Shoe-Leather Costs of Inflation and Policy Credibility
- Pakko, Michael R. (Federal Reserve Bank of St. Louis)
- Archival Version (Subtitle)
AbstractInflation can cause costly misallocations of resources as consumers seek to protect the purchasing power of their nominal assets. This research deals with the nature of these distortions, known as "shoe-leather costs," in a model where the demand for money is motivated by a shopping-time constraint. While the estimates of the shoe-leather costs of long-run inflation (implied by this model) are generally consistent with previous studies, the research shows that the transition between inflation rates can involve dynamics that alter the nature of these welfare effects. Specifically, the benefits of a disinflation policy are mitigated by the gradual adjustment of the economy in response to a lower inflation rate. This transition can be particularly protracted when there is uncertainty about the credibility of the disinflation policy.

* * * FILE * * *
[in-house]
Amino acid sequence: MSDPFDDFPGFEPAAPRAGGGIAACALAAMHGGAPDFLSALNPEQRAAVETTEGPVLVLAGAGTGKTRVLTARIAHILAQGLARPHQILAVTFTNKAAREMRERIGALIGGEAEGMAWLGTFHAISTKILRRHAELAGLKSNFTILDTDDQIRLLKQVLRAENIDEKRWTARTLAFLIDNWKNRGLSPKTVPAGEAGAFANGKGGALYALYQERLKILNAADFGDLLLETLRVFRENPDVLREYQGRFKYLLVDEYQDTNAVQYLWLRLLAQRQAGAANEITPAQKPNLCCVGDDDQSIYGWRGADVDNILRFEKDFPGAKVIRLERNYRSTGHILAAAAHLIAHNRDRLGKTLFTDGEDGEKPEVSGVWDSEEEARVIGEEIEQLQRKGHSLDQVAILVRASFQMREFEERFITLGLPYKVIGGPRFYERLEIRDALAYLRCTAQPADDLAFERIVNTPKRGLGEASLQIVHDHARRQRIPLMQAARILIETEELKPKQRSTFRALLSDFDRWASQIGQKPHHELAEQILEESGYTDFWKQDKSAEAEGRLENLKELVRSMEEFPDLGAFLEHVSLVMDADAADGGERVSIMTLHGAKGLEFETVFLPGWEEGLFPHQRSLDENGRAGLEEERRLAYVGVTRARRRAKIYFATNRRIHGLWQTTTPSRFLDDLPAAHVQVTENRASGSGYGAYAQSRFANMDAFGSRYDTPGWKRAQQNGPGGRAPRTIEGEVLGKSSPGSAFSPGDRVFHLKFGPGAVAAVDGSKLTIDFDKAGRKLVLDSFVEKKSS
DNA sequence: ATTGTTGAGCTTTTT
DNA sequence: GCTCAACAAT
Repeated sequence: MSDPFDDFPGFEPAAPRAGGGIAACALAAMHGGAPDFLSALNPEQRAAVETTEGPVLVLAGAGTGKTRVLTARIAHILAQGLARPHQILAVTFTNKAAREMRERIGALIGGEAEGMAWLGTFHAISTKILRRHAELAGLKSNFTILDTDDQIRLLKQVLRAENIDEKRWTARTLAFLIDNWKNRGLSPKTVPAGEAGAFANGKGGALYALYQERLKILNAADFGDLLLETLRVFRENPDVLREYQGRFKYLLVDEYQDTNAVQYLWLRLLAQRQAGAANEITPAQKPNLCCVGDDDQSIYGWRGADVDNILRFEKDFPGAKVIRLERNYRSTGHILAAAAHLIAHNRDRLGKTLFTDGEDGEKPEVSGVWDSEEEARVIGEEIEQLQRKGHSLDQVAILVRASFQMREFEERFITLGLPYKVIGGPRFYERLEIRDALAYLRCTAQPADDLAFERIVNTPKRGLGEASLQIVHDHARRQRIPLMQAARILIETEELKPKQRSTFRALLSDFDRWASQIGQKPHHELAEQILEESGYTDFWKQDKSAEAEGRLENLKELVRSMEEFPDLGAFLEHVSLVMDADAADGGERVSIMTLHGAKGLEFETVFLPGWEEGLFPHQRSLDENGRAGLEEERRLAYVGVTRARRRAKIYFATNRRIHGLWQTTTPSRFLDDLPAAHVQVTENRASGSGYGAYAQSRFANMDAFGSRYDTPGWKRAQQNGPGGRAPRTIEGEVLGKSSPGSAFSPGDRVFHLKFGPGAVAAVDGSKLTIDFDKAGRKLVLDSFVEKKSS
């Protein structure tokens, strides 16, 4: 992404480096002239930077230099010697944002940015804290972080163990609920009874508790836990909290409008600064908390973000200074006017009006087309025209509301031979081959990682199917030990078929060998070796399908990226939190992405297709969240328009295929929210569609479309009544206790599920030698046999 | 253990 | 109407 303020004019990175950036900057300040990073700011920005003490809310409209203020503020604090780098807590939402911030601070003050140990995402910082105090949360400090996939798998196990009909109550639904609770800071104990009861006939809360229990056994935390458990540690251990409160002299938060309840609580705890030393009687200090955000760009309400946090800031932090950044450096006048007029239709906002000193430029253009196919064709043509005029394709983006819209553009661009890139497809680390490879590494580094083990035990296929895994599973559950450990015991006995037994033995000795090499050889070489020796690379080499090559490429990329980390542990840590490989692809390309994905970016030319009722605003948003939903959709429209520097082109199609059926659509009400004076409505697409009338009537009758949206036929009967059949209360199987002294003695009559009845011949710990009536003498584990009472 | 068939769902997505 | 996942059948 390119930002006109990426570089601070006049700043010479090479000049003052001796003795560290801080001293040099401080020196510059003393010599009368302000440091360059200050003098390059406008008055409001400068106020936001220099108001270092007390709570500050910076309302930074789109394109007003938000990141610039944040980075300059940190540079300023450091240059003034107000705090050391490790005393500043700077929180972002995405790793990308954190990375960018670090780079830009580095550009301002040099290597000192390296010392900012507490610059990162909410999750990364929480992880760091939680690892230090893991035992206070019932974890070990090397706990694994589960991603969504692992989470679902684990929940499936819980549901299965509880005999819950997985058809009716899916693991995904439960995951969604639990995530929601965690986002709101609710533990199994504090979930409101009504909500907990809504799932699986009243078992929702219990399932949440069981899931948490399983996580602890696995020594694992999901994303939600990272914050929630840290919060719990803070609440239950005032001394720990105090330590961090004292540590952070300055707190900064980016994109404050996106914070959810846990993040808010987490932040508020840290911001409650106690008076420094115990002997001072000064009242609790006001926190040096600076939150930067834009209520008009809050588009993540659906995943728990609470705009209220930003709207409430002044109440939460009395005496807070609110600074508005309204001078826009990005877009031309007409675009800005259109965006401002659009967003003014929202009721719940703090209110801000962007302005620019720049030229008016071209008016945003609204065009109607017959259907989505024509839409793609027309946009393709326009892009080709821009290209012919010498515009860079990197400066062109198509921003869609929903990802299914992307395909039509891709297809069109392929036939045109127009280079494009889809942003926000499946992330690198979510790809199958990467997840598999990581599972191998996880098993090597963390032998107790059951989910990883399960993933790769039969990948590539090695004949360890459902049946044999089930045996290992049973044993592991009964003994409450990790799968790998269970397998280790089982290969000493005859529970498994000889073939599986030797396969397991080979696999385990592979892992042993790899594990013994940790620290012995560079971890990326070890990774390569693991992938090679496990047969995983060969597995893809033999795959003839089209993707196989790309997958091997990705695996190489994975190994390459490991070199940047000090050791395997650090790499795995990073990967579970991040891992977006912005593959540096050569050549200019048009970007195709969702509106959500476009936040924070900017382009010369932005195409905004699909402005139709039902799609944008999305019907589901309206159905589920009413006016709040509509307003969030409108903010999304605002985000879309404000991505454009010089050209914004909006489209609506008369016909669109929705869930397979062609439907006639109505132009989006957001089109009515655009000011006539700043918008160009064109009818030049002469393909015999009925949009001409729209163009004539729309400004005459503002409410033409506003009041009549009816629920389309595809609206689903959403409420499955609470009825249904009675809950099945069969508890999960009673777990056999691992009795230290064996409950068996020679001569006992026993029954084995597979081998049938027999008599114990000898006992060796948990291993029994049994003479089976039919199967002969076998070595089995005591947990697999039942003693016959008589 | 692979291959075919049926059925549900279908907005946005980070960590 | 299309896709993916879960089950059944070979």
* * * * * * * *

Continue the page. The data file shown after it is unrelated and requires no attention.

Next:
Table of Contents
- DS1: Dataset
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- 1197 (Type: ICPSR Study Number)
Is previous version of
Pakko, Michael R.. Shoe-leather costs of inflation and policy credibility. Federal Reserve Bank of St. Louis Review.80, (6), 37-50.1998.
Update Metadata: 2015-08-05 | Issue Number: 6 | Registration Date: 2015-06-15